Warren County Supervisors to pursue federal funds for Hall’s Ferry bridge over Hatcher Bayou

Published 3:50 pm Friday, May 6, 2022

During Monday’s meeting of the Warren County Board of Supervisors, the board discussed adding the Hall’s Ferry Road bridge over Hatcher Bayou to its application for funding through the MDOT Emergency Road and Bridge Repair Fund.

The bridge, County Engineer Keith O’Keefe said, has scouring around its pilings (where excessive sediment had washed away) and is in need of repair. Originally, the board of supervisors planned to pay for the cost of the bridge with county funds, but the authorization of an additional $100 million from the state department of transportation provided a different option to fund the project.

However, O’Keefe explained, there is a catch — through the ERBRF program, part of Local Public Agency projects funded by the Federal Highway Administration —the timeline for the project would be extended by a year. Work was originally scheduled to begin this summer.

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“This program is administered through the LPA program and as such, it doesn’t move quite as fast,” O’Keefe said. “The path that we’re on right now for the Hall’s Ferry Road bridge project is to advertise that bridge for construction this summer for repairs. Not a complete replacement, just repairs.”

O’Keefe said one of the things he is focused on as the county engineer is not having to pull the deck off the bridge and close it to traffic. Currently, the Hatcher Bayou Bridge on Hall’s Ferry Road has a very strict posting that limits the weight of vehicles that can travel over it.

District 3 Supervisor Shawn Jackson said she believed the opportunity to fund the project at minimal expense to the county was worth the extended timeline.

“I believe, given the dire straits of the Hall’s Ferry bridge and the cost of it, it makes sense to submit it in this list and use these additional funds because we had not budgeted for Hall’s Ferry,” Jackson said. “It could be a good thing to pay for those repairs.”

O’Keefe agreed, and said what the county proposed is going to be a long-term improvement with the goal of removing the posting altogether and allowing 80,000-pound loads on the bridge.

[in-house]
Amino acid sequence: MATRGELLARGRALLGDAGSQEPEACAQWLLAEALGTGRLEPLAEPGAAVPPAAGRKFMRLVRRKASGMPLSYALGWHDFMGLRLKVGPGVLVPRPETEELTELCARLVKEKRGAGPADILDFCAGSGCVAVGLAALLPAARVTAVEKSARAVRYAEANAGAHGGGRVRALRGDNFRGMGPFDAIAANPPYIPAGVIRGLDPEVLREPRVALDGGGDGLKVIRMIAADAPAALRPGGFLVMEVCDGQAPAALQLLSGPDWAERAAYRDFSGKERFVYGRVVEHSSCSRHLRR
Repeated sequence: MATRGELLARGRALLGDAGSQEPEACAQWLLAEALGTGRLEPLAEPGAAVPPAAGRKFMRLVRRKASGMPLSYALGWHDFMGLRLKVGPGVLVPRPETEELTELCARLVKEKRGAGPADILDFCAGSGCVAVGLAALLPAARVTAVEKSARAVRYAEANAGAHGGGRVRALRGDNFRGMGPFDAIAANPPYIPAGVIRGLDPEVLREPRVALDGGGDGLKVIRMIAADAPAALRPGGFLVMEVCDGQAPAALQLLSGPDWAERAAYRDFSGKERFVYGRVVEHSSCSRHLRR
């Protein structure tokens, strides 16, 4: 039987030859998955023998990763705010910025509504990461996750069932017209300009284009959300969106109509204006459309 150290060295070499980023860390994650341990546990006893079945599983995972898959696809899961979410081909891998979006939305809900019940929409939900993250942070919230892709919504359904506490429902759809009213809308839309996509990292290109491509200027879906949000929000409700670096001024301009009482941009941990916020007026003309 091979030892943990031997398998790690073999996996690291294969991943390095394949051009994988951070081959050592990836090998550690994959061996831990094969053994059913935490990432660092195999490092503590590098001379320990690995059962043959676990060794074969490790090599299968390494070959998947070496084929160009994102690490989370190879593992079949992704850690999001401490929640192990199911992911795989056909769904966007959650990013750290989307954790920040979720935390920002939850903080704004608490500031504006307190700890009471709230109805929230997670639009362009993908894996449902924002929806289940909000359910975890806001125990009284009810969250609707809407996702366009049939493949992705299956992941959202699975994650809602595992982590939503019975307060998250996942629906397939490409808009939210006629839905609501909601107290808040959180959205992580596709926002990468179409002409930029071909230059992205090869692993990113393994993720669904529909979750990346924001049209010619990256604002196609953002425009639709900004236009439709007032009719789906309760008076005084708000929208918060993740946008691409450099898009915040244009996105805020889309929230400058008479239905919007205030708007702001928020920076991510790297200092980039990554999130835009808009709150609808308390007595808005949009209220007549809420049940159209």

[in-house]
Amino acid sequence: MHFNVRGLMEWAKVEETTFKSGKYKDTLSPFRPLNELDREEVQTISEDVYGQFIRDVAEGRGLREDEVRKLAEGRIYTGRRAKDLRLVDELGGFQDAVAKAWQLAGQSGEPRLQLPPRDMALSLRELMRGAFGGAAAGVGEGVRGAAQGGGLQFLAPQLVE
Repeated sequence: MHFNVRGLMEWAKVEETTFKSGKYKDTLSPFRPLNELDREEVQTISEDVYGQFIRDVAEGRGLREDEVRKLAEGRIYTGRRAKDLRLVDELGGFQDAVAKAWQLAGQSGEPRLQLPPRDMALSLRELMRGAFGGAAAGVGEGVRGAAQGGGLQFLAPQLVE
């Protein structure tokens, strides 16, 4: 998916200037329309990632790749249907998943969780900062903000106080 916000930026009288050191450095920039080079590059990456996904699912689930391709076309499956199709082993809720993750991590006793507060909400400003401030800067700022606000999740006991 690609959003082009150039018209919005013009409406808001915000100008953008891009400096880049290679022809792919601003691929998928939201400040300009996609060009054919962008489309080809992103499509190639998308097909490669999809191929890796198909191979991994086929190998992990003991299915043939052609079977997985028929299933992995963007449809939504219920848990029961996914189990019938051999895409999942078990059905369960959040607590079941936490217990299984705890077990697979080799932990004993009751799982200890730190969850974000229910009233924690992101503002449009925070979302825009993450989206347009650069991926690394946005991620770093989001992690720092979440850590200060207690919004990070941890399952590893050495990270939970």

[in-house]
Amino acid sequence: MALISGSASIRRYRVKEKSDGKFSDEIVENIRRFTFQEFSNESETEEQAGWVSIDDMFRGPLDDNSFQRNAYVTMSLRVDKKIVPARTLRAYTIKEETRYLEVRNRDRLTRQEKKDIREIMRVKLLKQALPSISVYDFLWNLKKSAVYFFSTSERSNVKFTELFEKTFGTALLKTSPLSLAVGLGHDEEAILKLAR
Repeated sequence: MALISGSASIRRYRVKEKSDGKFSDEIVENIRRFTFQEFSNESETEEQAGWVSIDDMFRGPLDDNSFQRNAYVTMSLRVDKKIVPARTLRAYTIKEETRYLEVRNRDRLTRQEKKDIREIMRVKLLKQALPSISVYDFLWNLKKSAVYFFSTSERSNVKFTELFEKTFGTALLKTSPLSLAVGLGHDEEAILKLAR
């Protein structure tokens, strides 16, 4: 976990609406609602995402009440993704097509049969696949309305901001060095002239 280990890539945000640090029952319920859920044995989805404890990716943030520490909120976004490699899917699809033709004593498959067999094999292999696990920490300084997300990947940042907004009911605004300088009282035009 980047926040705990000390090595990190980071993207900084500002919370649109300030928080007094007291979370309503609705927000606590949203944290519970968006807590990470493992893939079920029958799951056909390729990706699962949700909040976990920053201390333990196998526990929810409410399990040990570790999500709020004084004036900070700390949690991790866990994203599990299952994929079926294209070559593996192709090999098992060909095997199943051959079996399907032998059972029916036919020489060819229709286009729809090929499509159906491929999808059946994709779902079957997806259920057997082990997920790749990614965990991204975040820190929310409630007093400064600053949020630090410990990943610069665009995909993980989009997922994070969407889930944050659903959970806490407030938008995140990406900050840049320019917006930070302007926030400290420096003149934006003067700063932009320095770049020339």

However, he said, the Emergency Road and Bridge Fund process is highly competitive.

“This is a very competitive process for the $100 million. They normally get several times that amount in requests for funding,” he said. “MDOT looks at several criteria and they rank the bridges. Based on the schedule they put out, they’re going to make selections in June.”

Engineering contracts would be approved by September, and then the LPA process would begin.

District 4 Supervisor Jeff Holland provided clarification of the issue, explaining no work could be done on the bridge, once it is selected, until the LPA process is complete.

“If we were to get funds from this program for the Hall’s Ferry bridge, we could not begin any modification using those funds until receipt, which could be up to a year from now,” Holland said. “We could not begin the process, pay for it ourselves and be paid back.”

O’Keefe stated again that his goal on Monday was to present options to the board, adding there would be further opportunities for discussion during the board’s May 9 working session.

“I’m just trying to give you all a realistic picture because you all have to make the decisions on this,” he said. “It’s got a posting on it, 11, 13 and 16 tons. A bus can pass over it, but heavy trucks cannot pass over it the way it’s posted right now. It would remain that way for at least another year.”

The board voted to include the bridge as one of eight the county is seeking ERBRF funding for, citing the use of federal funds as a cost-saving benefit for the county.

“I think with the cost factor, and if we can make sure we can deal with the traffic and the loads coming across, it’s worth throwing it through the LPA process,” Jackson said. “That’s what this funding is for, and we do have some serious things on the table already to finance.”